Ennahda lays out new Tunisia government terms

Ruling Islamists agree to formation of government of independents once consensus reached on constitution and poll dates.

    The opposition wants the formation of a non-partisan administration [AP]
    The opposition wants the formation of a non-partisan administration [AP]

    Tunisia's ruling Islamist party Ennahda has detailed proposals to end weeks of political crisis, saying they will accept a technocrat government once consensus on the constitution and an election timetable are agreed.

    "When agreement has been reached on the constitution, the electoral law, the body charged with overseeing elections and the three dates of the presidential ... and legislative elections, then a government of independents could be formed," senior Ennahda official Ameur Larayedh told Tunisian radio station Mosaique FM, on Monday.

    Umbrella opposition group the National Salvation Front (NSF) has repeatedly demanded the resignation of the Islamist-led government and the formation of a non-partisan administration, before negotiating on the constitution and timing of fresh elections.

    The opposition accuses Ennahda of failing to rein in Tunisia's hardline Salafist movement, who are blamed for murdering MP Mohammed Brahimi in July and Chokri Belaid, another prominent secular politician whose assassination in February brought down the first Islamist-led coalition.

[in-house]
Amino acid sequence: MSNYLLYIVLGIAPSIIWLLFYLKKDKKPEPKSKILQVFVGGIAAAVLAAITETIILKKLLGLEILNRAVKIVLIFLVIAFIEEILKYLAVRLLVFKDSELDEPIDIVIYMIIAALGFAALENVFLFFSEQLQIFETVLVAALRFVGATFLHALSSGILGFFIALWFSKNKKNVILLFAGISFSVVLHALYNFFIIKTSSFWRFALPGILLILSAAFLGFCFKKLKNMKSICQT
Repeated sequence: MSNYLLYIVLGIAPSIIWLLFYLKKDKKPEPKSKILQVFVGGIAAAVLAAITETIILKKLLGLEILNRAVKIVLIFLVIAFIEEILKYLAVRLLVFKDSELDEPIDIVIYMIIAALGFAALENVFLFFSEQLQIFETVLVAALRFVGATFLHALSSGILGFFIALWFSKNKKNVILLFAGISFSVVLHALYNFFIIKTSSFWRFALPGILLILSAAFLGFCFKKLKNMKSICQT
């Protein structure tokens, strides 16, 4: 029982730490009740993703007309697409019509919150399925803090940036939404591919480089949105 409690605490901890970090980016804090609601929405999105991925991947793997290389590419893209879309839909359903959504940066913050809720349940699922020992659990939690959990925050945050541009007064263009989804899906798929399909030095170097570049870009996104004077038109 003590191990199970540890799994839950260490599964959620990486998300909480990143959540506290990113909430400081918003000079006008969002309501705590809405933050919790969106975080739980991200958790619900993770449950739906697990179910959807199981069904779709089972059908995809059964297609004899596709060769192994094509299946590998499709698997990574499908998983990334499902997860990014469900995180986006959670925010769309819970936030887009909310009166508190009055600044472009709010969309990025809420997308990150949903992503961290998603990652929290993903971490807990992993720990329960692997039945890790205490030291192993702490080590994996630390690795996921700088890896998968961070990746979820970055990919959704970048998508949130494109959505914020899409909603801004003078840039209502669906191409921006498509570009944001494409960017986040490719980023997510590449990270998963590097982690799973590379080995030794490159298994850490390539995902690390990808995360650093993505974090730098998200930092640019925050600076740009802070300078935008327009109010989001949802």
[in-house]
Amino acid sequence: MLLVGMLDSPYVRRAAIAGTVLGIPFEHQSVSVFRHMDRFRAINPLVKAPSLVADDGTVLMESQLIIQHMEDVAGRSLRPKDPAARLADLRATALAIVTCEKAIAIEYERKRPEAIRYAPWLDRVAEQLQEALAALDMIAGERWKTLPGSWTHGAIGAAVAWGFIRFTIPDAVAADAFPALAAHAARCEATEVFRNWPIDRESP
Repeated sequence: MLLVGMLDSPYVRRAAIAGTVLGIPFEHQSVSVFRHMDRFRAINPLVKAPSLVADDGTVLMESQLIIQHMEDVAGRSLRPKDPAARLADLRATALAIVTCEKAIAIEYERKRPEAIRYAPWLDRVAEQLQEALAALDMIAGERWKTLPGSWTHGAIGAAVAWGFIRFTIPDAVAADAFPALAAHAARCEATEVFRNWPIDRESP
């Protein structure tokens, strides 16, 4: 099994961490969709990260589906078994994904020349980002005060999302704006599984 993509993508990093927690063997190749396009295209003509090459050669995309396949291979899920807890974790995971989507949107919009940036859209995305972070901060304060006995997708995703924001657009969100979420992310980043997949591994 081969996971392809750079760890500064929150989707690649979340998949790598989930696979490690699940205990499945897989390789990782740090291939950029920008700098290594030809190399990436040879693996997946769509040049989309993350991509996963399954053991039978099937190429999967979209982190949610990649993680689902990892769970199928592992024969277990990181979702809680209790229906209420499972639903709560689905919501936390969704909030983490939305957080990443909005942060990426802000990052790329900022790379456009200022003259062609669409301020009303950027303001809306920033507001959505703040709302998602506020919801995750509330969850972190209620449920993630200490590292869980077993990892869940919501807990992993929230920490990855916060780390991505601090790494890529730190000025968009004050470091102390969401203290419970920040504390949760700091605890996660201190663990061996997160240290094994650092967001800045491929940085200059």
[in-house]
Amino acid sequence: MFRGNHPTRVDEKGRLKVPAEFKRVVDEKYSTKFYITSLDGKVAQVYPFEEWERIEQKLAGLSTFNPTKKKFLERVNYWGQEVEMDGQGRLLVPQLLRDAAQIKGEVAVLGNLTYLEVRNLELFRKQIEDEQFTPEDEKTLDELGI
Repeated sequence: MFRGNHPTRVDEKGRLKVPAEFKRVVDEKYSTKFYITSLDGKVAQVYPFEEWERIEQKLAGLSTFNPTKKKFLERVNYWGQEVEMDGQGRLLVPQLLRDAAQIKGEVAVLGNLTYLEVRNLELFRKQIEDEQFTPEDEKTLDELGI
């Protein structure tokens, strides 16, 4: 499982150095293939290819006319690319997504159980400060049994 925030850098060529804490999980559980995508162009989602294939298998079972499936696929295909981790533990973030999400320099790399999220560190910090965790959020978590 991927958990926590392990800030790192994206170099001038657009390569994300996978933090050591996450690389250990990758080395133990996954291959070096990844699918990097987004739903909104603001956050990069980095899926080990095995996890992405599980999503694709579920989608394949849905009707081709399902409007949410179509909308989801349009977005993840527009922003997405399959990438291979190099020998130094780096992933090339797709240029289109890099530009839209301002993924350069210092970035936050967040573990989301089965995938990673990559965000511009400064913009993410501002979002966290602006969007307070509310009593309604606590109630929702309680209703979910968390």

Ennahda has also been accused of failing to restart the economy and to improve living standards.

    The Islamists, who originally rejected calls for the dissolution of the current government, indicated last week for the first time since the start of the crisis that they would accept in principle the resignation of the cabinet led by Prime Minister Ali Larayedh.

    But they stressed the need first to resolve all major political differences, including over the new constitution, whose drafting has been blocked by disagreement in the national assembly.

    On Saturday, the NSF launched what it called the "week of departure," a week-long campaign of protests to bring down the government, starting with a mass rally outside the assembly.

    The protest brought together about 10,000 protesters according to police estimates, far fewer than the 100,000 who crowded the same square early this month.

    SOURCE: Agencies


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